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Written by: Adrienn Myers-Woods
I will never forget the look of terror on my toddler’s face as I begged her to please just eat her yogurt because it has “lots of good bacteria.” Up until this point, she knew that bacteria and germs were bad news, and that you could wash your hands to get rid of the bad guys. It took a few different conversations, some pinky promises, and a few samples of different yogurt varieties, but she was finally convinced that the “good bacteria” were good guys, and they were there to help her tummy and overall health. Now you are not a toddler, obviously. But the world of good and bad bacteria, prebiotic vs. probiotic, can still be pretty confusing.
So let’s break down what these good guys are, and how they’re different. Prebiotic foods are typically fiber rich like whole grains, leafy greens, garlic, bananas, and onions. These complex carbohydrates “feed” the beneficial bacteria in your body, especially in your gastrointestinal tract. Probiotics are live microorganisms found in supplements or food that add to the already important population of healthy gut bacteria and the rest of your body. The most common strains for probiotic supplements are Lactobacillus and Bifidobacterium. You can find them in fermented foods like yogurt, kombucha, and sauerkraut.
Prebiotics don’t actually contain live bacteria, but instead stimulate the growth of important microorganisms to promote digestive health. The role of probiotics include helping with gut health and function, supporting your immune system, and keeping your vagina happy and healthy. Both of these big helpers can promote regular bowel movements, just in time for the holidays. To break it down even further, probiotics add to the good stuff, prebiotics feed the good stuff that’s already there.
Now we know what pre and probiotics are, but when should you use them, and how? Prebiotics have been shown to improve satiety (aka feeling full), and weight loss. While probiotics are often recommended after use of antibiotics, or other conditions like food poisoning or a stomach bug which could throw off your GI digestive tract and gut microbiome. A probiotic is also found helpful by many people who have recurrent vaginal or bladder infections. The role of probiotics for vaginal health is complicated, but beneficial. After rounds of antibiotic treatment, your body may need help repopulating all the “good guys.” And both pre and probiotics can help with some common digestive system issues like bloating and constipation.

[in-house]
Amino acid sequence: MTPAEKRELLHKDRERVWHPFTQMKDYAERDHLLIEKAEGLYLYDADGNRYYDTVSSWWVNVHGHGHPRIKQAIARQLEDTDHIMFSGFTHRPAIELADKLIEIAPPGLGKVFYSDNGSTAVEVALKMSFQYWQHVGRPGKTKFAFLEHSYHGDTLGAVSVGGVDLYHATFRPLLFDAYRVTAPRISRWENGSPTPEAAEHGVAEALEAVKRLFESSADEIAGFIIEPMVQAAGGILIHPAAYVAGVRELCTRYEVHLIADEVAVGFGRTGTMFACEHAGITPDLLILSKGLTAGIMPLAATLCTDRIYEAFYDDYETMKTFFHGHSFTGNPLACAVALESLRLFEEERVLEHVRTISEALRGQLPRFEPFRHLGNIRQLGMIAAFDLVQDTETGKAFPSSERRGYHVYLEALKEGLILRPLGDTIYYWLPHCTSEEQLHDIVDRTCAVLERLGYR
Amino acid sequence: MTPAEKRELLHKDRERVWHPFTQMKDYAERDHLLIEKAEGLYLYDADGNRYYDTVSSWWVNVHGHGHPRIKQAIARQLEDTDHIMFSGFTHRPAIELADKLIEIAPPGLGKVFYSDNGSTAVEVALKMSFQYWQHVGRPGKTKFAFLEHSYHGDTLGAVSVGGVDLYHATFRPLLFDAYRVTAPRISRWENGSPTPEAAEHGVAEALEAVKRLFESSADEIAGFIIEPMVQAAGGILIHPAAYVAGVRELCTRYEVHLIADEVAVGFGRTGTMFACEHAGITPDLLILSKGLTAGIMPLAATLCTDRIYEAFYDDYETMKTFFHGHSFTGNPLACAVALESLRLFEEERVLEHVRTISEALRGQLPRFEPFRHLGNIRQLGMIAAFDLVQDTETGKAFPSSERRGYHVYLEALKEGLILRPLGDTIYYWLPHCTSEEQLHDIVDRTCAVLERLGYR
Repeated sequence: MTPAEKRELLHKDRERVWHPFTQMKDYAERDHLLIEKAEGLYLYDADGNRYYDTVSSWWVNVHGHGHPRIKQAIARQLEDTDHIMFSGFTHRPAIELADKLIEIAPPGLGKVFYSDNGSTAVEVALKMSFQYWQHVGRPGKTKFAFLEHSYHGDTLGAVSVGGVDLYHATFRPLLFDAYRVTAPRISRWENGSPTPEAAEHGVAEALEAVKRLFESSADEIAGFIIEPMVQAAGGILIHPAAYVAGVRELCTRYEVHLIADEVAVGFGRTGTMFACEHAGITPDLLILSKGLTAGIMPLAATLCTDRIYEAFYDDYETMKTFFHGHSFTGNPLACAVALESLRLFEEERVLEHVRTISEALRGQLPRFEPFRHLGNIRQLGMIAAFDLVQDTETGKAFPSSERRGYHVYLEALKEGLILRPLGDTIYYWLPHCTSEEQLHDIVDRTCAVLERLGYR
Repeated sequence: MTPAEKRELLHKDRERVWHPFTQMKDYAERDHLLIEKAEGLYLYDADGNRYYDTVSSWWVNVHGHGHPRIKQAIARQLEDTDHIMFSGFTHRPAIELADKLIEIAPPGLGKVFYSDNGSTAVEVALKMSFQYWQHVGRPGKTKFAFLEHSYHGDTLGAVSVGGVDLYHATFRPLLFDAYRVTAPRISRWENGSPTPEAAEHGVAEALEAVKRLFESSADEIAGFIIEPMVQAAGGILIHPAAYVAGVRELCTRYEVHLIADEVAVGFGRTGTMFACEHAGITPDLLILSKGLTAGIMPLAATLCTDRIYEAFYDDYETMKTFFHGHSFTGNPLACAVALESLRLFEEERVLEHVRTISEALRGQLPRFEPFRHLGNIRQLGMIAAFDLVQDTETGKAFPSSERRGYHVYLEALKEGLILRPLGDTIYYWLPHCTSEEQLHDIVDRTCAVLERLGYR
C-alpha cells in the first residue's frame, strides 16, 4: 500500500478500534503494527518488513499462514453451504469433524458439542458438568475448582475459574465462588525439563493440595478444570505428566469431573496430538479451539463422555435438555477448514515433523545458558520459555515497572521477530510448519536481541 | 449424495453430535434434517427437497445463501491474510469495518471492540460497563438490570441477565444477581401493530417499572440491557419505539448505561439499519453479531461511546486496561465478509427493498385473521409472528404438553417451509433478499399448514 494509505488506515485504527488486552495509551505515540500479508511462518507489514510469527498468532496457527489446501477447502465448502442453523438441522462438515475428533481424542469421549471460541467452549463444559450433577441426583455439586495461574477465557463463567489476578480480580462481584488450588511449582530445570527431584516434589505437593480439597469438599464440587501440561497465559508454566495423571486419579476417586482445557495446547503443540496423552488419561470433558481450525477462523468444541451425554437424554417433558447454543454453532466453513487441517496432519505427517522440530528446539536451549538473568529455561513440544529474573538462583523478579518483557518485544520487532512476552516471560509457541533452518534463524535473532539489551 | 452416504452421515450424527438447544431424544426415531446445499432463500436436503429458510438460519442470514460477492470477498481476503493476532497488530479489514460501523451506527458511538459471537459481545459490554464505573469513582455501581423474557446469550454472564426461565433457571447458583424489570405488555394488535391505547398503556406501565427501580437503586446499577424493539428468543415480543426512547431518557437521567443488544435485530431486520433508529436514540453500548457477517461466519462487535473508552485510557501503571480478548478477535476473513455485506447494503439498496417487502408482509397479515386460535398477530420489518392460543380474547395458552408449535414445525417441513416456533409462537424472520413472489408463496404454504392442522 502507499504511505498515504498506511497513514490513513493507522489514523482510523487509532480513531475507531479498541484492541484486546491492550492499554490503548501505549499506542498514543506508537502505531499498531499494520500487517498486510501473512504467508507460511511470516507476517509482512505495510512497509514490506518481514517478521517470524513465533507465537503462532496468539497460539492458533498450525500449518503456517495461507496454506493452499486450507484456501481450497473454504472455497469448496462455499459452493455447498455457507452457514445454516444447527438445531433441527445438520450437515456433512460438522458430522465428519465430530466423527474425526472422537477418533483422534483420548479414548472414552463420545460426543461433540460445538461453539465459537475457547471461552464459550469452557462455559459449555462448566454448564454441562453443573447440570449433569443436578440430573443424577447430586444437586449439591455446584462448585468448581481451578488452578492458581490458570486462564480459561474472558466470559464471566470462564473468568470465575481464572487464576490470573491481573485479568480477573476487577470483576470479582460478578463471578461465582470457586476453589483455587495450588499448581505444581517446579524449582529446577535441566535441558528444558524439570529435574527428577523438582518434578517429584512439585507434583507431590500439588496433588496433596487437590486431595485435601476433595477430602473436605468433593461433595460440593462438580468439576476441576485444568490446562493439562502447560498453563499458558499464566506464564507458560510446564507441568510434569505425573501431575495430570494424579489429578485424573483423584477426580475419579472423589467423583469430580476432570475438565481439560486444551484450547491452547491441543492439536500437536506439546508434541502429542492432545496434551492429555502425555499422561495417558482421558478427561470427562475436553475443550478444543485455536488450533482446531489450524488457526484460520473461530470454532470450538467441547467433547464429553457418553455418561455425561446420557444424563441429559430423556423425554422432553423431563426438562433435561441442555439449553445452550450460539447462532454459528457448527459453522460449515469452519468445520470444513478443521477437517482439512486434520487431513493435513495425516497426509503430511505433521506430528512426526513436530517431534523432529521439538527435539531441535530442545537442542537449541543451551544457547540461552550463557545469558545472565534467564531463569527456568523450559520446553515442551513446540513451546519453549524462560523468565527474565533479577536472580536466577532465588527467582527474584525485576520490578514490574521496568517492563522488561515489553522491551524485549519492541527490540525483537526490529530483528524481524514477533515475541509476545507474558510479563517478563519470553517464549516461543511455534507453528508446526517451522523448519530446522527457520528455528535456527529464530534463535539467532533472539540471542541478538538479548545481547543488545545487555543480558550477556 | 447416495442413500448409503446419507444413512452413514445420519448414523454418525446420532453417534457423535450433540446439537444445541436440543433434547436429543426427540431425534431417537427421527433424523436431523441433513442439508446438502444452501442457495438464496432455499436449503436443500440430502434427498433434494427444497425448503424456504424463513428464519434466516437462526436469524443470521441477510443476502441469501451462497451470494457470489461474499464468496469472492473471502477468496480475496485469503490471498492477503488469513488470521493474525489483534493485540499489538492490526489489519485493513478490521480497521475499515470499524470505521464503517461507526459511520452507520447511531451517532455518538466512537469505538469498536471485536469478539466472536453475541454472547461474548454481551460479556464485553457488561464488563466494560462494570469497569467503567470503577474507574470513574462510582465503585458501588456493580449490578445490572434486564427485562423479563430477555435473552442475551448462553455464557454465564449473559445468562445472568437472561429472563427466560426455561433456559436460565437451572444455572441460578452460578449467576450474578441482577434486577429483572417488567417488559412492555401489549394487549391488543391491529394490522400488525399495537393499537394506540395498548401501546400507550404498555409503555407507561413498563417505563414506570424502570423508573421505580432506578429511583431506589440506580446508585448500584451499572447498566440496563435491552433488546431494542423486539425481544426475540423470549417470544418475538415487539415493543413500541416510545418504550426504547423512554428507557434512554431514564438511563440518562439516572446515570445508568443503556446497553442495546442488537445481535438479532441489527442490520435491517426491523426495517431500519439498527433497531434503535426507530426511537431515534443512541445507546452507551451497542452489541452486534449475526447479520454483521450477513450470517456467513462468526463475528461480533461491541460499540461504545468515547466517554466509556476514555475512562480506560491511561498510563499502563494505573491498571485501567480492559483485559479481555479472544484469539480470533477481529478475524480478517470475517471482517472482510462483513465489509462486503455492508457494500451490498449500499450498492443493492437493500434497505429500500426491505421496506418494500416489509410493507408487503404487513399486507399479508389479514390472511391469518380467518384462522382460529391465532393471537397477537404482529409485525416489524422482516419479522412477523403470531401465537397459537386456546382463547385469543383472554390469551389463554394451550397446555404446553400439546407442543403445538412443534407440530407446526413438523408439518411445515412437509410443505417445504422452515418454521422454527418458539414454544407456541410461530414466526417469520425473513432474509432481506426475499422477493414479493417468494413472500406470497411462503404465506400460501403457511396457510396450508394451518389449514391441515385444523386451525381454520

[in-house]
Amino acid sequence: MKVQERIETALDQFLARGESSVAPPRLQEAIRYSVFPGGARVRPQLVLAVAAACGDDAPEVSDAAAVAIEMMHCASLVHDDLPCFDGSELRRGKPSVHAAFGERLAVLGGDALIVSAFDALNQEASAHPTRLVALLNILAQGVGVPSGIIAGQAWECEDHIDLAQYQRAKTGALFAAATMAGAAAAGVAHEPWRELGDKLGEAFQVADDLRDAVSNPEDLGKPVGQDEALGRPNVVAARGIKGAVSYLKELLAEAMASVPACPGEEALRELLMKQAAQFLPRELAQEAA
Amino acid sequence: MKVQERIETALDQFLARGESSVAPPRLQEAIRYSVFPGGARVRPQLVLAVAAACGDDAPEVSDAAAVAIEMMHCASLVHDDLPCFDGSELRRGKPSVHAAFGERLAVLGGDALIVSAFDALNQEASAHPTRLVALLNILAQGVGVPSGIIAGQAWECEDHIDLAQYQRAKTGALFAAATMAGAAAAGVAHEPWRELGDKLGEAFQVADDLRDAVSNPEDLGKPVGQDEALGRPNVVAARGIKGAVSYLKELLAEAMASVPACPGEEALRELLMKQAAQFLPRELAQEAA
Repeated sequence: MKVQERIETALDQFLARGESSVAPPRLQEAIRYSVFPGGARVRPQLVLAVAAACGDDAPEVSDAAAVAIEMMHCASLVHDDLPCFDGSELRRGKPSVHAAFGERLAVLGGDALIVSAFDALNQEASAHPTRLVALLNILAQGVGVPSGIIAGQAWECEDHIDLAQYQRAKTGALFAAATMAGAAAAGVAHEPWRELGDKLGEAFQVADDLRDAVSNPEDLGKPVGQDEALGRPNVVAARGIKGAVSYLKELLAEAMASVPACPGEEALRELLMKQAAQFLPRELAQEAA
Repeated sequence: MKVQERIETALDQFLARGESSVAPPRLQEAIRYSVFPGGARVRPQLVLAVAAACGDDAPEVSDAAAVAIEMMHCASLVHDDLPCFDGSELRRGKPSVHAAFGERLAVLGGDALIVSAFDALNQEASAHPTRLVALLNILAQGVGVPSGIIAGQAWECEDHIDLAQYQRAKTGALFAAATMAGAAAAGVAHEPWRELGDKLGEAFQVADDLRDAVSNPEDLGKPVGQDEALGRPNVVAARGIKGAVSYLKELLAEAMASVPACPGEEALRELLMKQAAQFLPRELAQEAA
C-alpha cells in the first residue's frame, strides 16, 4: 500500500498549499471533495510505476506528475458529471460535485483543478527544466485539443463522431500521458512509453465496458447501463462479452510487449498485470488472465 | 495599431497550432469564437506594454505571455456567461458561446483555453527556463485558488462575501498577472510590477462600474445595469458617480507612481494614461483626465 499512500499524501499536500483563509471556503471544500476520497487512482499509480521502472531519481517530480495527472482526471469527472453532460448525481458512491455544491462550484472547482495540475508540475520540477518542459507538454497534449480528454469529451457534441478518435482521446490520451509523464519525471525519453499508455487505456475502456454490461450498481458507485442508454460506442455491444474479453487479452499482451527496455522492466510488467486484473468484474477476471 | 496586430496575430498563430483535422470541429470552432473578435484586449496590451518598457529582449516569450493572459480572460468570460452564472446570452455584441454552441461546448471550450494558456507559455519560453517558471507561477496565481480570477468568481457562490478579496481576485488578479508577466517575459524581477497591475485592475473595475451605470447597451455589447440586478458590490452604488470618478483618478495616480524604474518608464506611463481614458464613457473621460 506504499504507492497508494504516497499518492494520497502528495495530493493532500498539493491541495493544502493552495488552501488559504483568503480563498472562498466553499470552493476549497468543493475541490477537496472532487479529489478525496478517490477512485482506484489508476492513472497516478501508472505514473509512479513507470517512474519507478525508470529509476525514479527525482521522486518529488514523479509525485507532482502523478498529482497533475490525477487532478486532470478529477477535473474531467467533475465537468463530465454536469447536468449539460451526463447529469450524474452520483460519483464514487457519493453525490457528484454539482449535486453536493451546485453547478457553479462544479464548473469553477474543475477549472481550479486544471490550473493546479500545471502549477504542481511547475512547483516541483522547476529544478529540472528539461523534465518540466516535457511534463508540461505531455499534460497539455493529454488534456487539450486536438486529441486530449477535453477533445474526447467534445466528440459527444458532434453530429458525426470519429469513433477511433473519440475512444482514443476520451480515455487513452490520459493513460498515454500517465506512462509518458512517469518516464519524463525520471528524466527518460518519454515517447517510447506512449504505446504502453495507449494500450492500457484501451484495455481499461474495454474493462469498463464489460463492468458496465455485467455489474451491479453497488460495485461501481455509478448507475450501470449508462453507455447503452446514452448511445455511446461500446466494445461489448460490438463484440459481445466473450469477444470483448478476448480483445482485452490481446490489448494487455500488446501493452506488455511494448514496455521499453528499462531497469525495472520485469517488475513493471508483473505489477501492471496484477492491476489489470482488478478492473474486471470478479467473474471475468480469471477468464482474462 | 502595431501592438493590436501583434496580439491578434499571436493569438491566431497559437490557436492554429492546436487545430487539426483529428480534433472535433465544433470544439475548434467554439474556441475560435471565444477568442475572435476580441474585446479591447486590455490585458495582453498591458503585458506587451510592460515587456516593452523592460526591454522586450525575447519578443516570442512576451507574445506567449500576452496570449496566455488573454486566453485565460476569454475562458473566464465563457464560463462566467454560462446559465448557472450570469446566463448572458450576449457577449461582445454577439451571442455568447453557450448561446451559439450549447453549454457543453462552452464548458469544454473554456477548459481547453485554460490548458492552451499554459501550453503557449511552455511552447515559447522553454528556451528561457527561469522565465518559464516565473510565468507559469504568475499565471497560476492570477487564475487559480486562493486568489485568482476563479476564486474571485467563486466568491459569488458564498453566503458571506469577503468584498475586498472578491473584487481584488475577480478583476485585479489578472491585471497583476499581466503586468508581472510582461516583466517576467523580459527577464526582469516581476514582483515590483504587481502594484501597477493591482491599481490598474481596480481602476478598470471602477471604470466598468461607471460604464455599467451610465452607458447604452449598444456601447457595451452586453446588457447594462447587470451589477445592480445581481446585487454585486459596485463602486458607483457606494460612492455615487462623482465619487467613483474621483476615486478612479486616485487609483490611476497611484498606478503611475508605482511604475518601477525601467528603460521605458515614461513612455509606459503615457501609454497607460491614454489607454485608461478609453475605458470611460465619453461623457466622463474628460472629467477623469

Now you’re armed with all this great information. . . but which prebiotic and probiotic do you choose? It seems like there’s hundreds, they’re all packaged differently, the names are confusing, what’s a girl to do?! You can always start by reaching out to your healthcare provider for their recommendation for women’s health probiotics, and they can make sure you’re choosing a product that is safe for you. And of course, do your own research, don’t break the bank, and consider purchasing a reputable brand like pH-D® Feminine Health.